Best Photo Spots in St Ives

St Ives is a wonderfully photogenic town. The dramatic coast of West Cornwall combines with St Ives’ unique clear light to create scenes simply crying out to be captured. Whether you’re a serious photographer or simply want to document your stay on Instagram, try these spectacular St Ives photo spots.

St Nicholas Chapel Np Small

St Nicholas Chapel looks over Porthmeor beach – Nick Pumphrey

The Island

The Island is the headland above Porthmeor Beach, capped with the diminutive St Nicholas’ Chapel. From the top, choose your view: the rocky Atlantic coast, the surfers on Porthmeor, the winding streets of the town, or across the bay towards Godrevy Lighthouse. If you want to get your photographic bearings in St Ives, the Island is a great place to start.

Porthminster Point

Up above Porthminster Beach, the South West Coast Path leads from the east side of the beach towards Carbis Bay. There are amazing views in both directions along this stretch of path, and every few steps seem to bring a new photo opportunity. It’s also a fantastic spot for sunsets. Wooded areas, the old huer’s hut, and visible shipwrecks on Carbis Bay Beach all add interest.

The Warren

The Warren is a winding little hill in the town, home to pretty little former fishermen’s cottages that are now mostly holiday lets. Leave Porthminster Beach past the Pedn Olva Hotel (and their roof terrace is definitely worth a pit-stop, using the thin excuse that the views across the harbour are amazing) and head down The Warren towards the harbour.

The cottages nestle close together, which doesn’t seem to offer a promising vista: then, there’s suddenly a gap between buildings, and the blue sea of the harbour appears. This is a great place for the classic harbour-beach-town-Island shot.

The Malakoff

This small garden’s un-Cornish name commemorates a Crimean War battle. A favourite spot for photographers, artists, and pasty-eaters, the Malakoff is another location where you can capture that classic St Ives harbour and town image.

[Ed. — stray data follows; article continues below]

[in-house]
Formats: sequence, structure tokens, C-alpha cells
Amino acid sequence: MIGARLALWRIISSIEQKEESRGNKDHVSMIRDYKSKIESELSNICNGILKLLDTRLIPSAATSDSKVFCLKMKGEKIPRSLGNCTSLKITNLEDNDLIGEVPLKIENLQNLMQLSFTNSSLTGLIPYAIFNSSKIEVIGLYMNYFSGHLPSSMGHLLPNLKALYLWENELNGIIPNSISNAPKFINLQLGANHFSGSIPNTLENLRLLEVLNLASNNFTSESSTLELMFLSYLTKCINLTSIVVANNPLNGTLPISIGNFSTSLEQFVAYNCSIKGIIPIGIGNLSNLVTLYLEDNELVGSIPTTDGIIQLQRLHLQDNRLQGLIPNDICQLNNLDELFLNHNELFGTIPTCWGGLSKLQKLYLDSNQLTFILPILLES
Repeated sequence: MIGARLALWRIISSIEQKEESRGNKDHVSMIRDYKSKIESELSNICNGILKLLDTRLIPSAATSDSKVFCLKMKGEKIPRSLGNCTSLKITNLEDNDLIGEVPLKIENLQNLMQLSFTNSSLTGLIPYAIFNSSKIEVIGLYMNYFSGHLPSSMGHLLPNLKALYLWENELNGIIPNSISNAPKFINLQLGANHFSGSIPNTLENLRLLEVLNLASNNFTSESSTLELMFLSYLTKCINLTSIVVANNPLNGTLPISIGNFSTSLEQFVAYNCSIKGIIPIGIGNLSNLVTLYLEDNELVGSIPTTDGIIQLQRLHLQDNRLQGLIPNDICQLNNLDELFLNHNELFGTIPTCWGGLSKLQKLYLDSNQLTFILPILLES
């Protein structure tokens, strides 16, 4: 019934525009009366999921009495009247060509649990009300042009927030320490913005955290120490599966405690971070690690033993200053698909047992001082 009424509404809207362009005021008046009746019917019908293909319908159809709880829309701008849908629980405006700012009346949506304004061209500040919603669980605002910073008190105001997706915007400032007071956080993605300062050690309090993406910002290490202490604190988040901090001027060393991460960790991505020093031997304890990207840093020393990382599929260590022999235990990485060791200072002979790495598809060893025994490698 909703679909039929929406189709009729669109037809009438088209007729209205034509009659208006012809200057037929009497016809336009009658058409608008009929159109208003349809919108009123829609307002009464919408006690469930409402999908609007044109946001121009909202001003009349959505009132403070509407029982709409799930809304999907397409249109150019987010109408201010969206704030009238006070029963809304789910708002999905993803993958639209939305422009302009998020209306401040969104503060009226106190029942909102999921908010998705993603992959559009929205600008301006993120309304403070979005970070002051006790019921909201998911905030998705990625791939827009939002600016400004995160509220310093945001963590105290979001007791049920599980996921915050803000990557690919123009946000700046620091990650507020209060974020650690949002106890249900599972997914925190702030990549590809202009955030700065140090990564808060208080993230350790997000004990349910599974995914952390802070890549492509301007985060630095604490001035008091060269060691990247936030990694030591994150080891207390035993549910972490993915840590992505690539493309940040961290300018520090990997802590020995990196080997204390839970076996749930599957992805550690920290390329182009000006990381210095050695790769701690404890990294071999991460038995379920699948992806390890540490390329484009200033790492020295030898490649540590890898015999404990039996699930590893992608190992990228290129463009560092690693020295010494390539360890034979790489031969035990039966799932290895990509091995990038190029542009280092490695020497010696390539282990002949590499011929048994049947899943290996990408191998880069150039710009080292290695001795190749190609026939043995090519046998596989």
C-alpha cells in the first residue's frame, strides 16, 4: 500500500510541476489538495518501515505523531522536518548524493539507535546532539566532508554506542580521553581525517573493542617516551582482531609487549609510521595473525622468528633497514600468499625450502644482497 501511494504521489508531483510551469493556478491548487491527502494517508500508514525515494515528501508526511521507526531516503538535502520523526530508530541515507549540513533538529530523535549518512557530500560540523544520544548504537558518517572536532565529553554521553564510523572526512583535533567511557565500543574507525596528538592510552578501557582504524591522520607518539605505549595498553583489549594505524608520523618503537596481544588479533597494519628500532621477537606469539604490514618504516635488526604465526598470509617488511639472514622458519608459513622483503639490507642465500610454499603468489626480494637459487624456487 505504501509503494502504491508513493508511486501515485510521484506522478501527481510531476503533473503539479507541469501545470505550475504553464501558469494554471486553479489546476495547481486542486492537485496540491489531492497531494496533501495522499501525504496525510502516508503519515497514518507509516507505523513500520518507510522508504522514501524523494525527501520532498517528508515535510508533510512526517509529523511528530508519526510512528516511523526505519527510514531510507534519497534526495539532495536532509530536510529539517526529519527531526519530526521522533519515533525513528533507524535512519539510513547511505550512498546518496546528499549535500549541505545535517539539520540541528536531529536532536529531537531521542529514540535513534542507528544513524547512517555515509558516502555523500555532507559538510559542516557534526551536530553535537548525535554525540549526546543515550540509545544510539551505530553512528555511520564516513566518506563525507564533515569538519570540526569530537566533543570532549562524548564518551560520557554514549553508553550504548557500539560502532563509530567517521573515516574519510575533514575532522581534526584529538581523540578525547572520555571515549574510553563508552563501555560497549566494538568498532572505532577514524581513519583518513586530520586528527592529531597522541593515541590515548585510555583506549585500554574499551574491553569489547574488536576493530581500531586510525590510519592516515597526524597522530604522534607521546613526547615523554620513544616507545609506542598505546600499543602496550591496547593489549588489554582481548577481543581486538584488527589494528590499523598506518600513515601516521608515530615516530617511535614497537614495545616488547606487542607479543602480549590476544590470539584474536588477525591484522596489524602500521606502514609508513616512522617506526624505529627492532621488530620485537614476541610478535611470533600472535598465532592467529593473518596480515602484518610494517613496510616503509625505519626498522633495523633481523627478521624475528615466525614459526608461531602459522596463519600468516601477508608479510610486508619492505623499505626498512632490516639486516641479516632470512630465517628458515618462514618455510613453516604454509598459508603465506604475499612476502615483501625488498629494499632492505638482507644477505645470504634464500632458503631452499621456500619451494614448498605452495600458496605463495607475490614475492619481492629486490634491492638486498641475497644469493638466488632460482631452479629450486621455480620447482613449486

St Ives’ modest bus depot is also known as The Malakoff and shares the fabulous view across the town. Not the safest spot for photography, although you can get a great shot from upstairs on the open-top bus as it reverses into the depot!

Harbour Beach St Ives low tide

The town of St Ives has grown around its picturesque harbour since the 6th century – Alex May

Smeaton’s Pier and Harbour Beach

Stand on Smeaton’s Pier to capture picturesque fishing boats, or views back towards the harbour and town. On the beach itself, there are all sorts of inspiring colours and textures if you’re after detailed images; and the arches under the pier provide dramatic framing of the sea beyond.

Giew Mine

This is slightly out of town, but worth the short journey. Take the B3311 towards Penzance, and pause on the moors by this lonely-looking ruined engine house. Giew Mine is about 2 miles from St Ives in the small village of Cripplesease, and there’s a small off-road car park area next to it. The engine house dates from the 1870s, and has been abandoned since 1922. Whatever the weather, the imposing silhouette of this industrial “Cornish castle” with its backdrop of moors and sea is always striking.

Godrevy National Trust Cornwall

The lighthouse marks the Stones reef, which has been a hazard to shipping for centuries – Nick Pumphrey

Godrevy Lighthouse

You’ve been catching tantalising glimpses of Godrevy Lighthouse from across in St Ives – so grab your camera, and get a closer look. The lighthouse that inspired Virginia Woolf is just a short drive away, the far side of Hayle. A great spot for sweeping vistas or nature photography, Godrevy beach has a wild beauty to it whatever the time of day or season.

Article info & credits

November 9, 2016
Written by Kate Waddon
Photography by Nick Pumphrey & Alex May

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